Of course things aren’t as simple as providing a one-to-one map of how different emotional states will lead to particular actions or expressions. Humans show enormous variation in emotional expression and reactivity. The display norms of some cultures may cause individuals belonging to that cultural group to suppress or exaggerate their emotions. But even on the level of the individual, people may vary considerably in their tendency to act on their emotions. Some individuals will possess high levels of emotional control while others need an anger management course. Though it’s theoretically possible to codify and provide to the machine a set of cultural display rules regarding emotion, in practicality this information will often not be available. An even trickier issue is accounting for individual variation in emotional reactivity. Only in rare cases will the machine be able to obtain any external information regarding this, and would otherwise have to construct unique individual profiles on the matter.

Returning to the final of the questions we opened with: why is it so important for a machine to understand emotion? The process of recognizing and reacting to an emotion can be broken down to a set of rules, but an actual empathic response requires emotional reasoning. It may sound sci-fi at this point, but we’re aiming to design a machine that actively reasons about the most appropriate response given the emotional needs of the user. This may translate into the machine recognizing its user is having a bad day and keeping its head down. Or perhaps the machine recognizes that a user who has spent 20 years working on a problem may be disheartened if it solves that problem in 4.5 seconds so chooses to wait a longer interval of time before presenting the answer (to give the appearance that it is a justifiably difficult problem). Determining what response a given user most needs given their emotional state requires actual emotional reasoning. Such reasoning lies at the base of any true empathic response, and this is where understanding emotion on a deeper level becomes essential. More than a simple set of interaction rules linked to recognition, we’re striving for empathic responses driven by emotional reasoning.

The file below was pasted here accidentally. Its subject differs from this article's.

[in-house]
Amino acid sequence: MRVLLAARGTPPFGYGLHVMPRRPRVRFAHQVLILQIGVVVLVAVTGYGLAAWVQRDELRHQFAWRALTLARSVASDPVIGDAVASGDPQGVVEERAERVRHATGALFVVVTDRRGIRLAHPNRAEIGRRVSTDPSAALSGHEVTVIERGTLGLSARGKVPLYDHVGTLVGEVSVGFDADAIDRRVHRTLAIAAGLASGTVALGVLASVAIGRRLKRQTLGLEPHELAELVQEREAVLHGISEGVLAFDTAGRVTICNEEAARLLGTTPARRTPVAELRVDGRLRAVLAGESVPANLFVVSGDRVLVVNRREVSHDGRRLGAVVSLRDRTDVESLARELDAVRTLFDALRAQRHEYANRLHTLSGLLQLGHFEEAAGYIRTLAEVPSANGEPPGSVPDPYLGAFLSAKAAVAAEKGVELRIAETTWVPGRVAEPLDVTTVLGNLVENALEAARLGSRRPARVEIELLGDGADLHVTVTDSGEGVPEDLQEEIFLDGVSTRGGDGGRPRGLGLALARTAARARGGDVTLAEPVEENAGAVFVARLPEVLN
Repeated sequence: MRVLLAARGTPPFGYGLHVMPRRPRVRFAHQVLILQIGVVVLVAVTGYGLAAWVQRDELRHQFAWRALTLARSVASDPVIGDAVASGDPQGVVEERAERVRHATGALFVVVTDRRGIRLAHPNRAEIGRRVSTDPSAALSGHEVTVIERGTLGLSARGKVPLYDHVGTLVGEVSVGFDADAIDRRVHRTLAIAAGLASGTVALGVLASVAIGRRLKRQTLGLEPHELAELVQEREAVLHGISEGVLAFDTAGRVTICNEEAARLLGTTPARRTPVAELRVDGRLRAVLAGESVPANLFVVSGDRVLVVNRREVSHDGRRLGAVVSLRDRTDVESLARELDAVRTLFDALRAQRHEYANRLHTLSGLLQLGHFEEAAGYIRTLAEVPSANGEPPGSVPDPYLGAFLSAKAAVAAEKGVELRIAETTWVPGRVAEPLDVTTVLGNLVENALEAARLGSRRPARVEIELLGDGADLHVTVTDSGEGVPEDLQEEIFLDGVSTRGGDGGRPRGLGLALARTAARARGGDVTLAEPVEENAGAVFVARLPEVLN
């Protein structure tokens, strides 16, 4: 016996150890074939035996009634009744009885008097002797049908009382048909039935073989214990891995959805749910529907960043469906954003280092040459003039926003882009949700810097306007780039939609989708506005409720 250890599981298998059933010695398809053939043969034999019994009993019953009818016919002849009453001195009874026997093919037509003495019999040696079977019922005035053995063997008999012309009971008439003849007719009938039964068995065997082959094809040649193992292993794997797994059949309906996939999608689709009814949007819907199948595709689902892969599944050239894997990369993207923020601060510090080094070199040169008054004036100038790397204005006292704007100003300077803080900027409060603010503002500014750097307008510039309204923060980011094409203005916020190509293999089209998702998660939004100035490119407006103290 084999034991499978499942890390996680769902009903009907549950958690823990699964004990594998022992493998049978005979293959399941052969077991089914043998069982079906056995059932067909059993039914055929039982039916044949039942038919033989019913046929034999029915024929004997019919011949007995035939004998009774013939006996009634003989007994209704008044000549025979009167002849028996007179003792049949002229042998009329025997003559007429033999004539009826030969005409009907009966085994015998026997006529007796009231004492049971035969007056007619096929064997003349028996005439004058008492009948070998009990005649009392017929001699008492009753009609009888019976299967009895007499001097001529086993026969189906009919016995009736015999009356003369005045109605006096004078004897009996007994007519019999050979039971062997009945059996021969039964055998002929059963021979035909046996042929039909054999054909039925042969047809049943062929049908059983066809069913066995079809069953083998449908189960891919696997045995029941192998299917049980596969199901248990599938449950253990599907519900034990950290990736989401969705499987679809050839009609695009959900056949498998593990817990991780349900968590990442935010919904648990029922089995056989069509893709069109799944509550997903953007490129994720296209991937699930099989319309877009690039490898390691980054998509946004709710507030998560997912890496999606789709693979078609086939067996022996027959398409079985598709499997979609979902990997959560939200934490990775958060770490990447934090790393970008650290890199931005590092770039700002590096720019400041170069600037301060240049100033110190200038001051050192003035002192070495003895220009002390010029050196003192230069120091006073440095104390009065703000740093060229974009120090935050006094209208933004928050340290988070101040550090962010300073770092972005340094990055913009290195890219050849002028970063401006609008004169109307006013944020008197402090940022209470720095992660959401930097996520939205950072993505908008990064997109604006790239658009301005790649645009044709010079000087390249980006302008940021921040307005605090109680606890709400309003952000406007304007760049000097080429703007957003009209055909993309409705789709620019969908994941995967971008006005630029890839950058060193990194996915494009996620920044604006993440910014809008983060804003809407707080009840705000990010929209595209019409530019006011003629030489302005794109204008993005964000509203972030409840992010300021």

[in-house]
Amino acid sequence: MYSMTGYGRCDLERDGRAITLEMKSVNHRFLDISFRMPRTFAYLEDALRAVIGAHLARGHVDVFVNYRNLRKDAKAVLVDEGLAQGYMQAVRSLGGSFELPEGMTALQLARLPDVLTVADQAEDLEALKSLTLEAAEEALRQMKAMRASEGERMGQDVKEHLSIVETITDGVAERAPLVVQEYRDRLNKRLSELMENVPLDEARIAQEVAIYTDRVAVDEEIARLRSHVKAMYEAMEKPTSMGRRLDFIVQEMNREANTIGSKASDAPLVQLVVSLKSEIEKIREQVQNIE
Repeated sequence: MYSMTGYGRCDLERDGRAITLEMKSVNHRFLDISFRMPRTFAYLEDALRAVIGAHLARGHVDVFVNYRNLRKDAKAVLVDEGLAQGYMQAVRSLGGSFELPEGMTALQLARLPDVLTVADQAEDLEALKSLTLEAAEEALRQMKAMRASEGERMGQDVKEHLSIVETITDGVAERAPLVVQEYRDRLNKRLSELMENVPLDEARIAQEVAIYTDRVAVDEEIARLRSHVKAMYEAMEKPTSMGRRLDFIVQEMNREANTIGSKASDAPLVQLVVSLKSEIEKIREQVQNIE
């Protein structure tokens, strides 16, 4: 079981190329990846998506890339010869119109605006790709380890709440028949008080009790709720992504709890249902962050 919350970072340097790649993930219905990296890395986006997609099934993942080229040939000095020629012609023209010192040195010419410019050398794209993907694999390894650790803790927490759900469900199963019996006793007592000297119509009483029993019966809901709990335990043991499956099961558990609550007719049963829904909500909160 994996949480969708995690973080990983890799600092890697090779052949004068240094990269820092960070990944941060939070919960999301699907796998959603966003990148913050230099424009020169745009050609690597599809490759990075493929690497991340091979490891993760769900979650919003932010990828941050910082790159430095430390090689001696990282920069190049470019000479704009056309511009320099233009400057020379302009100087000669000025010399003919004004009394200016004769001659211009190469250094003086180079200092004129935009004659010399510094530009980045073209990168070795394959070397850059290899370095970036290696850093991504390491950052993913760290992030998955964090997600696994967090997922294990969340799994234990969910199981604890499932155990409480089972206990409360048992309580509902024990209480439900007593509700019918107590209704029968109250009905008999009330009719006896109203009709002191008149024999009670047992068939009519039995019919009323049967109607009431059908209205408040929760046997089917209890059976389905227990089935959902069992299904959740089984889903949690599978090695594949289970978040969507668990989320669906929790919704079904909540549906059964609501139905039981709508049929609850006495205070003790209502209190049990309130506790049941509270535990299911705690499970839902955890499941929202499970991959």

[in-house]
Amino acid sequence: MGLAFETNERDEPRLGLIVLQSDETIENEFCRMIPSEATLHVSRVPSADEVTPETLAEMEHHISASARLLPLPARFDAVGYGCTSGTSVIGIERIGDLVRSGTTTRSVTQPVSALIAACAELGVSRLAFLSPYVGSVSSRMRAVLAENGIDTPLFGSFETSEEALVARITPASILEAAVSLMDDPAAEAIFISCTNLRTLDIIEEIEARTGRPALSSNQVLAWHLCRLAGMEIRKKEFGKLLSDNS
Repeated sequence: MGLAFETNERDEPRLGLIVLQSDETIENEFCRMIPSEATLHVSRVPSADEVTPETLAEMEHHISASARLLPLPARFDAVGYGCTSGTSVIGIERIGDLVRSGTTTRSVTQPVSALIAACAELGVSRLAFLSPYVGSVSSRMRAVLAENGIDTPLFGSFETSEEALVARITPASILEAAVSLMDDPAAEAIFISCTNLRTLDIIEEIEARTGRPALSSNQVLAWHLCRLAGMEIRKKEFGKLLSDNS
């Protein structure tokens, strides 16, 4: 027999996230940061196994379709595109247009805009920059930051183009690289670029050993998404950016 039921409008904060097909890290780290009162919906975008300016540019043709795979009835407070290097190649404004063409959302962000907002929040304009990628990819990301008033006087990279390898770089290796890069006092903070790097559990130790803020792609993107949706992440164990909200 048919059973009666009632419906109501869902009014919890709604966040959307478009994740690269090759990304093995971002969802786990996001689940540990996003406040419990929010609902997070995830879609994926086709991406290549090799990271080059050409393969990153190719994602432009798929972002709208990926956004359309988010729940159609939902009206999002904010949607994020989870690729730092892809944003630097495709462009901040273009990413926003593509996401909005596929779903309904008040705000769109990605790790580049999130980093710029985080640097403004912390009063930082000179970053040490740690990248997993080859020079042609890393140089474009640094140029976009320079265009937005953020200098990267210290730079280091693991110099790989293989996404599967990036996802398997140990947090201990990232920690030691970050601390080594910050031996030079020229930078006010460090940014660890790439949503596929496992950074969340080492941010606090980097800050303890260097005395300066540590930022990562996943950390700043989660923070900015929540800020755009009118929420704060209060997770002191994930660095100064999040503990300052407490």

So where does all this leave us with regard to designing a machine with true emotional intelligence? Expressions, be they facial, verbal, or gestural, are the clearest markers for recognition of an emotion. Depending on the sort of sensors our hypothetical machine is equipped with, certain physiological changes such as increased respiration/heart rate or reddening of the cheeks could act as markers as well. The changes in neurophysiological and endocrine activity can effectively be ignored. There are specific aspects of the subjective experience that could be communicated to the machine, but much of this component will remain inaccessible (though that shouldn’t be a problem now that we’ve removed it from the forefront of the emotional complex). Insight into cognitive evaluations can help the machine to understand why an individual might be experiencing a given emotion, or help to clarify specifically which emotion they may be experiencing. An essential feature for any interactive machine to understand is the change in action tendencies that will occur with the shift between various emotional states. This is the channel through which emotions have a direct impact on the world. Predictive models regarding that individual must then be adjusted in order to maximize effective interaction with that subject in the future.

We at Interactive Engineering are working on implementing emotional intelligence in the AGI we are developing. Our AGI encodes all of its knowledge in natural language, which provides us with the opportunity to equip our machine with in-depth explanations synthesizing all relevant features of an emotion. Our machine’s main interface channel is currently textual, meaning it will primarily be reliant on analysis of linguistic patterns in order to recognize emotions in the individuals it interacts with. Its limitations will be a product of how thoroughly we have “explained” the emotion to it, so our first goal is the creation of comprehensive explanations of emotional states. These explanations need to encompass everything relevant to know about an emotion in order to recognize and understand it. Is this overly ambitious? Perhaps, but we’ve never let that frighten us off before.

So where to next? Unlocking the key to emotions may contribute to solving another problem as well—a related set of concepts has proven difficult for a machine to understand. Concepts like “trustworthiness”, “loyalty”, and “ethics”. These are not emotions in their own right, but they too belong to a category of abstract qualities that vary between individuals and have a persistent effect on behavior. While emotions tend to represent more transient state changes, possessing a system of ethics or loyalty to a given person may produce much longer-lasting effects. These are not concepts that a machine will have an intuitive grasp of and they will need to be just as meticulously explained as emotions. Fortunately, the features that most require explanation may very well be shared with emotions, and it’s our hope that our work on emotions can be extended to encapsulate this entire group of concepts.

[1] Klaus Scherer, “What are emotions? And how can they be measured?” Social Science Information 44, no. 4 (2005):695-729.